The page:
Let’s say your balance sheet is strong, the market is hot, and you decide to capitalize on it. Maybe you have more than $5 million in an investment portfolio. However, if you did not plan right, and if the practice assets are not worth more than 50 percent of the fair market value of all the assets of the corporation in the prior 24 months, you may not qualify for the use of the capital gains exemption.

In this case, your advisor could suggest waiting several years to sell the shares of the corporation and proceed with transferring the non-practice assets at that point to a separate holding company. With that being completed now only the practice assets would be owned by the corporation that is to be sold in the future. However, if the sale must occur, it is likely that the shares of the corporation would not qualify for the capital gains exemption and the shareholders are likely to incur an overall higher effective tax rate on the sale.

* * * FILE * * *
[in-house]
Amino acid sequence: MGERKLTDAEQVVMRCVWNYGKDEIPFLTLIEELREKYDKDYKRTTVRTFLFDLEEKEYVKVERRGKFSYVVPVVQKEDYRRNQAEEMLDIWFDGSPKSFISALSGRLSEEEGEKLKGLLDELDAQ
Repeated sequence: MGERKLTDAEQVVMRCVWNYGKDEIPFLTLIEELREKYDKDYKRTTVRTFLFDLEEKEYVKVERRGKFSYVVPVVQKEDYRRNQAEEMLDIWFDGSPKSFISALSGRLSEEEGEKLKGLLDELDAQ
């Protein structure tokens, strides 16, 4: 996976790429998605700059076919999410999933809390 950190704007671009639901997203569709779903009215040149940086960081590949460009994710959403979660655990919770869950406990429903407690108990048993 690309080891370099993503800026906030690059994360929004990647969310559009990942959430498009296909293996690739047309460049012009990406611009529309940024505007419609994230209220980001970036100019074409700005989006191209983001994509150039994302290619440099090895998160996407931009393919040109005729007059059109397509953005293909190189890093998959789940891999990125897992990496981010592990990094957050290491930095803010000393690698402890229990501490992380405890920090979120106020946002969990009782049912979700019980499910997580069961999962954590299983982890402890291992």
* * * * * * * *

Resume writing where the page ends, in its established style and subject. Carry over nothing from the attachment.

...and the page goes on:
Timelines have changed; where you might think you’ve got a few more years to plan, the competitive business environment is demanding you be prepared now. Valuations in health care are robust and strong, with a very competitive buyer landscape. Speak to a trusted advisor to help position yourself for the unexpected – and set yourself up for success.

Contact us

For more information on avoiding exit pitfalls and planning a successful succession, contact:

Erik St-Hilaire, CPA, CA, Managing Director with MNP Corporate Finance Inc. 
[email protected]

Nicholas Talarico, CPA, CA, Specialty Tax Partner 
[email protected]